Mr Prestwich's Improvement
Protector Lamp and Lighting Company
1873 to 2014
An extract from our new book on the history of the company to be published in 2015
Forewarned, and forearmed
Most people attribute the invention of the safety lamp to Sir Humphrey Davy. It's true that his
efforts were rewarded with greater recognition than those of his contemporaries, but his wasn't
the first lamp that worked. That honour went to an Irishman, W. Reid Clanny, in 1813. His
method incorporated a flame sheathed by water. Engineer George Stephenson, who went on to
fame as 'The Father of The Railways', was wrestling with the problem at the same time as
As mines began to be sunk ever deeper at the end of the 18th century and the start of
the 19th, the frequency and scale of mine explosions became a topic of considerable public
concern. In 1813, a series of disastrous explosions in the north east, culminating in the Felling
Colliery Disaster in which 92 men died, led to the formation of The Sunderland Society for
preventing Accidents in Coal Mines.
It was this organisation that approached Davy for help, in August 1815. He was established as
the pre-eminent scientist of the day. Thus, whilst Napoleon was meeting his Waterloo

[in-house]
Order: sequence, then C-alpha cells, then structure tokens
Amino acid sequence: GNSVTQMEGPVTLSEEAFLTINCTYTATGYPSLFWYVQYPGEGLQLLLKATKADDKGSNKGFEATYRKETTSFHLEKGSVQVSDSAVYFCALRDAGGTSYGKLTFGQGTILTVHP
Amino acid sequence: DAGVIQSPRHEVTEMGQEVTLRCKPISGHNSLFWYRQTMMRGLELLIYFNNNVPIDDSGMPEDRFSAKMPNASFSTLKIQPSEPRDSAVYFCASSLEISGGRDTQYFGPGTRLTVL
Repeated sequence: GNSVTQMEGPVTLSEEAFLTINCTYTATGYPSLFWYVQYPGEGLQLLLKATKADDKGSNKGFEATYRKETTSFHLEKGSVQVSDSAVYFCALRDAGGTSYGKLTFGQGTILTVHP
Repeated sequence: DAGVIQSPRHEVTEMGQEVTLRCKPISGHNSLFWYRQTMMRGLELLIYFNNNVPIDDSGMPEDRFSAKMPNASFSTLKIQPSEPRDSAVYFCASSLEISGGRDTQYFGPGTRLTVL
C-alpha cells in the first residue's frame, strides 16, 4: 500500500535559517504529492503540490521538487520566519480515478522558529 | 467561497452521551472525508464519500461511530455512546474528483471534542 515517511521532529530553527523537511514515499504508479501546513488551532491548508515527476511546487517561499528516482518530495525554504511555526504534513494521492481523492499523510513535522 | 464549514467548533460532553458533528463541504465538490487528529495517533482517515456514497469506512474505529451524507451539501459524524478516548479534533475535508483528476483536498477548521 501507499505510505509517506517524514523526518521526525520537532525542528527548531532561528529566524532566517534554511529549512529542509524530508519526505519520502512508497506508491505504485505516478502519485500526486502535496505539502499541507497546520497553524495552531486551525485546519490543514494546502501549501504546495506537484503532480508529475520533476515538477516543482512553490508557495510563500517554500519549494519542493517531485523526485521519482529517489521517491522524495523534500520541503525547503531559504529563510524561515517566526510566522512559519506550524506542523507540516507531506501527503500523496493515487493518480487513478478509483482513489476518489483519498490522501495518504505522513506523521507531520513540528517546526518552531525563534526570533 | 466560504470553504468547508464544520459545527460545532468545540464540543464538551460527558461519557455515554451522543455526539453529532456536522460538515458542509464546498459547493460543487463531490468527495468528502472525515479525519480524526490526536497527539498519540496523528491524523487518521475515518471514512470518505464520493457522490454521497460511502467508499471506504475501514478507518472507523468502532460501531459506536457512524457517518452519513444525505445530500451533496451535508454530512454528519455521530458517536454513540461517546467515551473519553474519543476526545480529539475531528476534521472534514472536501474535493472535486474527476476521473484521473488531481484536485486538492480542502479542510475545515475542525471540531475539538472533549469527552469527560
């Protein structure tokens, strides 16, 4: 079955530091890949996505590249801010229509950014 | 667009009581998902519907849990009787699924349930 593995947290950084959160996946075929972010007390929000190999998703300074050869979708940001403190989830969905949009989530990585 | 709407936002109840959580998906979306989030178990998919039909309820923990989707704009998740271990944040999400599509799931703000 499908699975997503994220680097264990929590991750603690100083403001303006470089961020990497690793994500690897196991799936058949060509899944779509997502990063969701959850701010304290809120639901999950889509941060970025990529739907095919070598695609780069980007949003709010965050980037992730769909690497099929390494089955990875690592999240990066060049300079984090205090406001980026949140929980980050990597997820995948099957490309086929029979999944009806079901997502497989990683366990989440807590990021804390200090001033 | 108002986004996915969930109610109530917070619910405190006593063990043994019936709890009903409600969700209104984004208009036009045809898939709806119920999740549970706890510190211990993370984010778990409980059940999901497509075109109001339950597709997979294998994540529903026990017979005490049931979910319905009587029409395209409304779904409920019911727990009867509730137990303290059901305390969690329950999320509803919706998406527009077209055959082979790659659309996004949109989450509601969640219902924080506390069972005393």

elsewhere, he set to work. By Christmas he had a number of prototypes ready for
consideration, and by spring 1896, the first Davy Lamp was in use in the mines.
The principle was simple enough. The flame burns within a gauze cylinder that conducts away
the heat of the flame thus preventing the ignition of fire damp. But the race to produce the
ultimate lamp was just beginning: Davy's lamp had its limitations. After a short time in use,
the gauze would become too hot to handle with any guarantee of safety. In draughty seams, the
flame could be blown through the gauze, nullifying its advantages. Worse still, all that gauze
did nothing for the quality of the lamp's light: Davy lamps glimmered whereas naked flames
cast a far stronger beam.
Modifications came and went. In 1866, Royal Commission on Mines was able to review some
200 competing designs for miner's lamps. Three years later, Edward Teale patented his
improvements to Davy's original. Quite what he managed to improve is something of a
mystery as records have been destroyed over the years; but, whatever it was caused more than
mere ripples of excitement. The Protector Lamp Company was instituted precisely to acquire
the rights to Teale's patents.
Teale, on £300 a year and a profit share, became a rich man as the firm prospered. Joseph
Prestwich joined Protector in 1889. Previously, he'd been a traveller and agent for local
collieries. He dedicated himself to designing the ultimate miner's lamp. Mr Prestwich's
Improvement was patented in 1891 and amended in 1892.
By and large, Mr. Prestwich's Improved lamp is the one that miners the world over rely upon
to this day. The firm, who shared in Prestwich's patents, thrived as never before. By 1893,
Protector was renting lamps to mine owners. One transaction records that 1,000 lamps were to
be rented at '3d per day per lamp'.
By 1910, some 200,000 Prestwich patent lamps were in use every day. In 1914, the firm
produced its millionth lamp.